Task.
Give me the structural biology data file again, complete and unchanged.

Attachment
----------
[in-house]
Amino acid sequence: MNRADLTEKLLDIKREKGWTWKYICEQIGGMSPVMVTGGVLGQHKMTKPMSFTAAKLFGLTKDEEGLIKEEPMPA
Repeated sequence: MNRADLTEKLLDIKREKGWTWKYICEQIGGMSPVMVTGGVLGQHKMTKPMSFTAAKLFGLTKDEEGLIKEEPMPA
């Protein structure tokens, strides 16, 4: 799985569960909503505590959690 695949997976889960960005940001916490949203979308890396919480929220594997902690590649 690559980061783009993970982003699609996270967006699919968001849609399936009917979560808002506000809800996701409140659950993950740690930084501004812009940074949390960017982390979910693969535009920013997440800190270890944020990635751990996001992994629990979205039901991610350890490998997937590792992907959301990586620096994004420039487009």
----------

[in-house]
Amino acid sequence: MNRADLTEKLLDIKREKGWTWKYICEQIGGMSPVMVTGGVLGQHKMTKPMSFTAAKLFGLTKDEEGLIKEEPMPA
Repeated sequence: MNRADLTEKLLDIKREKGWTWKYICEQIGGMSPVMVTGGVLGQHKMTKPMSFTAAKLFGLTKDEEGLIKEEPMPA
């Protein structure tokens, strides 16, 4: 799985569960909503505590959690 695949997976889960960005940001916490949203979308890396919480929220594997902690590649 690559980061783009993970982003699609996270967006699919968001849609399936009917979560808002506000809800996701409140659950993950740690930084501004812009940074949390960017982390979910693969535009920013997440800190270890944020990635751990996001992994629990979205039901991610350890490998997937590792992907959301990586620096994004420039487009």